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Yesterday, I decided to learn about scala's Parser-Combinator library. After a while, I was able to write a simple Tree parser and lexer which understands trees written like this:

a(b(c,d),e(,f))

The above tree is actually

    a
   / \
  b   e
 / \   \
c   d   f

Here is the code

trait TreeCommon { this: Parsers =>
    def node: Parser[NODE]
    def cleftBegin: Parser[TreeToken] = success(BEGIN_CH)
    def crightBegin: Parser[TreeToken] = success(SEP_CH)
    def cEnd: Parser[TreeToken] = success(END_CH)
}

/**
  * ==================================================================================
  *                                   Tree Lexer
  * ==================================================================================
  */

sealed trait TreeToken
case class NODE(value: String) extends TreeToken
case object BEGIN_CH extends TreeToken
case object SEP_CH extends TreeToken
case object END_CH extends TreeToken

object TreeLexer extends TreeCommon with RegexParsers {
    override def node: Parser[NODE] = "[^()]+?".r ^^ NODE
    override def cleftBegin: Parser[TreeToken] = "(" ^^ (_ => BEGIN_CH)
    override def crightBegin: Parser[TreeToken] = "," ^^ (_ => SEP_CH)
    override def cEnd: Parser[TreeToken] = ")" ^^ (_ => END_CH)

    /**
      * Repeatedly attempts to match any of the tokens listed. Match atleast one
      * @return The list of tokens found
      */
    def tokens: Parser[Seq[TreeToken]] = rep1(cleftBegin | crightBegin | cEnd | node)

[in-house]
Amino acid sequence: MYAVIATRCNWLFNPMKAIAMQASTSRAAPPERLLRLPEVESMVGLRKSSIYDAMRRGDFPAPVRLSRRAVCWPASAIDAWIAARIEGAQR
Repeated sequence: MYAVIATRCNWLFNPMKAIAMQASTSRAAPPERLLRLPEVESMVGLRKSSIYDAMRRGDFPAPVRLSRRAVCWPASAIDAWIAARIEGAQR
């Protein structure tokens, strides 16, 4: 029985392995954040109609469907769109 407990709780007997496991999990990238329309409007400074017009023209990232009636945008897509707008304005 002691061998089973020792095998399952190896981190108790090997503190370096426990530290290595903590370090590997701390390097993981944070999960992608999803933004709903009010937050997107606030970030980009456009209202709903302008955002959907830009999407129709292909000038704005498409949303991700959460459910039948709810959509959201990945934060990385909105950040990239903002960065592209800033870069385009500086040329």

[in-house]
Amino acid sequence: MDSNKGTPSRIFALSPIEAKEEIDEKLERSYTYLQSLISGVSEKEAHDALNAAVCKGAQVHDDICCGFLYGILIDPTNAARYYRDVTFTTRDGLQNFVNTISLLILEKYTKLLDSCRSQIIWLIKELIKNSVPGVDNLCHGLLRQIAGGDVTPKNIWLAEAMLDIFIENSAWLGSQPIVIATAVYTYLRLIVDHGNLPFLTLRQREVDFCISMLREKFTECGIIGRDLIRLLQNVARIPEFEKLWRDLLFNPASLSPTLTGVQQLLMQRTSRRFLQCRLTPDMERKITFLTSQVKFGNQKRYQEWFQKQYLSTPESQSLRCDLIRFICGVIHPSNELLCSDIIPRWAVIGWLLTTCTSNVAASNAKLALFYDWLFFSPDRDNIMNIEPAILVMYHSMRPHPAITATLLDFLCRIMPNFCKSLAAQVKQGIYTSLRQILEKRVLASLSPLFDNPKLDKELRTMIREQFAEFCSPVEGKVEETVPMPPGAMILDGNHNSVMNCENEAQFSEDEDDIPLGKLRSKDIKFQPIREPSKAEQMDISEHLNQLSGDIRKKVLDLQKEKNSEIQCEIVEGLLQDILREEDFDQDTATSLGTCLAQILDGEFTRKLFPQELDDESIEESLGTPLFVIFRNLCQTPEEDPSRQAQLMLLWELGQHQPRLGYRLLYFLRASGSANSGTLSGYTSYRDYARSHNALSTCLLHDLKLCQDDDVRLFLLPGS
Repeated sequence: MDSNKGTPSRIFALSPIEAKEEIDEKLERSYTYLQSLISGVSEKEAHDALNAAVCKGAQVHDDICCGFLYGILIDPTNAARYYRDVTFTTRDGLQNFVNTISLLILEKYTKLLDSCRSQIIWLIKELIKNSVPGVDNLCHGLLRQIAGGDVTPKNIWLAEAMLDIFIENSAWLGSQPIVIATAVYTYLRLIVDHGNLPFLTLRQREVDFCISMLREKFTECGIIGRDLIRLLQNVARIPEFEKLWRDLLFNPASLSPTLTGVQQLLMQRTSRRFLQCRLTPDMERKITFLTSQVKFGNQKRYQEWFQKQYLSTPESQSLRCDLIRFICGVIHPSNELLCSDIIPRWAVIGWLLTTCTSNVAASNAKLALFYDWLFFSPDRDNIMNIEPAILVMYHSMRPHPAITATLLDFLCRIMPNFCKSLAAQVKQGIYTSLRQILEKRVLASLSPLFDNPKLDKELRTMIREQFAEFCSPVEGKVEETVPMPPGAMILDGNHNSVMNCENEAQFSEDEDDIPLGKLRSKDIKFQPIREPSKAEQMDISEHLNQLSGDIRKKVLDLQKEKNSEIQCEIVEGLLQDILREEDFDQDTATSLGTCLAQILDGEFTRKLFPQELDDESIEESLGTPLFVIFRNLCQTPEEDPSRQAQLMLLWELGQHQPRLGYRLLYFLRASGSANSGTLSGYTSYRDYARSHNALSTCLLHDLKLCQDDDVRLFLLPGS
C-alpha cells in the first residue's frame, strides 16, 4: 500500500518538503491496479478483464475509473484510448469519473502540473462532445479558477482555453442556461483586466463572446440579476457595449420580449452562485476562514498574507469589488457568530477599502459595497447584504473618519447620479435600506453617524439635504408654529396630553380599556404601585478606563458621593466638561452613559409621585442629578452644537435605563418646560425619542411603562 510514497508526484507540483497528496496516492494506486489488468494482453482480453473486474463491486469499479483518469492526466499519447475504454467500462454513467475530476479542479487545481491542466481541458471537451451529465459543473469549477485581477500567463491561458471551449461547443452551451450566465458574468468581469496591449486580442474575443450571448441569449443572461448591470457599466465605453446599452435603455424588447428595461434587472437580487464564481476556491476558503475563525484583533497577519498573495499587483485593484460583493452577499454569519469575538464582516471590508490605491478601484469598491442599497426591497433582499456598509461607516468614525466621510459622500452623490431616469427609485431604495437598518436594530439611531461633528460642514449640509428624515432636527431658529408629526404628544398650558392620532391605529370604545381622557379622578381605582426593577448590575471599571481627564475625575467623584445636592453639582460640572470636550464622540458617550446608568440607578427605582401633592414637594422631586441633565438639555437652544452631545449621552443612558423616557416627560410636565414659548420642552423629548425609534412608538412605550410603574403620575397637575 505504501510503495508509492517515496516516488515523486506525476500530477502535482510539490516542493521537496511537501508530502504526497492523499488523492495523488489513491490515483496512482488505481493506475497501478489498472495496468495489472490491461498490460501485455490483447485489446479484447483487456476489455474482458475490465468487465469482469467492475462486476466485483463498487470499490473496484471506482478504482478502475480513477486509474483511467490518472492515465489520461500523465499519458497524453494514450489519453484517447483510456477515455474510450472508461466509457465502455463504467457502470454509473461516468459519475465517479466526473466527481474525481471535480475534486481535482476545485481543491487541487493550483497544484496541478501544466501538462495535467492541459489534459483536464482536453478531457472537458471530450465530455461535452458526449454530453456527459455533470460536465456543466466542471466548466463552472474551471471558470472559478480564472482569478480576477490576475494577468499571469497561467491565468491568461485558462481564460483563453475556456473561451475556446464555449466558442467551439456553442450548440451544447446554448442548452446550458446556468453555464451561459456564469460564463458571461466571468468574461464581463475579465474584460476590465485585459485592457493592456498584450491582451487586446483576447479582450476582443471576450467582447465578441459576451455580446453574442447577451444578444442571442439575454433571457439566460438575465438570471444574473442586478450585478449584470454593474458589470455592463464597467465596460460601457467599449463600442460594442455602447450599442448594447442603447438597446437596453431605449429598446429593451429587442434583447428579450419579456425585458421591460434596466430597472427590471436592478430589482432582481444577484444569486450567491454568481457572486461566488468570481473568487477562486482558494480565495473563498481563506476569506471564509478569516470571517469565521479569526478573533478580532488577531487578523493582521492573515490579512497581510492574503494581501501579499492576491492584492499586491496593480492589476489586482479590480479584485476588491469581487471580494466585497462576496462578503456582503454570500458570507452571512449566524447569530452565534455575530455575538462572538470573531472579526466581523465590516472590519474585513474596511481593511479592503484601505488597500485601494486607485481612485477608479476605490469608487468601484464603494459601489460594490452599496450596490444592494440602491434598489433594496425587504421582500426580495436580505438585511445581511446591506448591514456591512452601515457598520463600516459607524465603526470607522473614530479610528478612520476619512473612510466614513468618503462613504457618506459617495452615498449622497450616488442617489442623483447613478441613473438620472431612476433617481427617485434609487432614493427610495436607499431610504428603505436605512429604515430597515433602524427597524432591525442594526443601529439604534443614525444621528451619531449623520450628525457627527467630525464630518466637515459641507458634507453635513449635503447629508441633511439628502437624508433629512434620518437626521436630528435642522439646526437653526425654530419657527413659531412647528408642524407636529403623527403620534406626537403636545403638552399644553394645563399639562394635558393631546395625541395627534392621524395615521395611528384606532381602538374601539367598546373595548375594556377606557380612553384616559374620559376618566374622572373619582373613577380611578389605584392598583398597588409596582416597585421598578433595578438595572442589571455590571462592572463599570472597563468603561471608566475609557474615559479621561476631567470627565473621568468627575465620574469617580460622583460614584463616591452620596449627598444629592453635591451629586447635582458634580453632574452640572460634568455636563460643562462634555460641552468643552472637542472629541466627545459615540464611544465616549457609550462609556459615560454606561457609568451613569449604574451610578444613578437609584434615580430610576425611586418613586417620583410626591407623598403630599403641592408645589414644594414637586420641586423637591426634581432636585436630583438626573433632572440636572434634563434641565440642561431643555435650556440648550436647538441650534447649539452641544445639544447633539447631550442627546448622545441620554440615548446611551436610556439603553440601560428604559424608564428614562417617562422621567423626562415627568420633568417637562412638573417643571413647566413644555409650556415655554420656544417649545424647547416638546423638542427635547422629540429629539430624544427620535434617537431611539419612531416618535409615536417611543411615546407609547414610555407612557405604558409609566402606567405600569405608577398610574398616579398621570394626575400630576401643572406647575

/**
      * The apply method allows us to create a list of tokens from a given string
      * @param tree The string to parse into tokens
      * @return A list of Treetoken
      */
    def apply(tree: String): Option[Seq[TreeToken]] = parseAll(tokens, tree) match {
        case Success(result, _) => Some(result)
        case NoSuccess(_, _) => None
    }
}

/**
  * ==================================================================================
  *                                   Tree Parser
  * ==================================================================================
  */
sealed trait TreeAST extends Positional
case class ROOT(value: String) extends TreeAST
case class JUSTLEFT(value: String, left: TreeAST) extends TreeAST
case class JUSTRIGHT(value: String, right: TreeAST) extends TreeAST
case class TREE(value: String, left: TreeAST, right: TreeAST) extends TreeAST

object TreeParser extends TreeCommon with Parsers {
    override type Elem = TreeToken
    override def node: Parser[NODE] = accept("node", { case n@NODE(_) => n })

    class TreeTokenReader(tokens: Seq[TreeToken]) extends Reader[TreeToken] {
        override def first: TreeToken = tokens.head
        override def rest: Reader[TreeToken] = new TreeTokenReader(tokens.tail)
        override def pos: Position = NoPosition
        override def atEnd: Boolean = tokens.isEmpty
    }

    def leftTree: Parser[TreeAST] = node ~ BEGIN_CH ~ treeLike ~ SEP_CH ~ END_CH ^^ {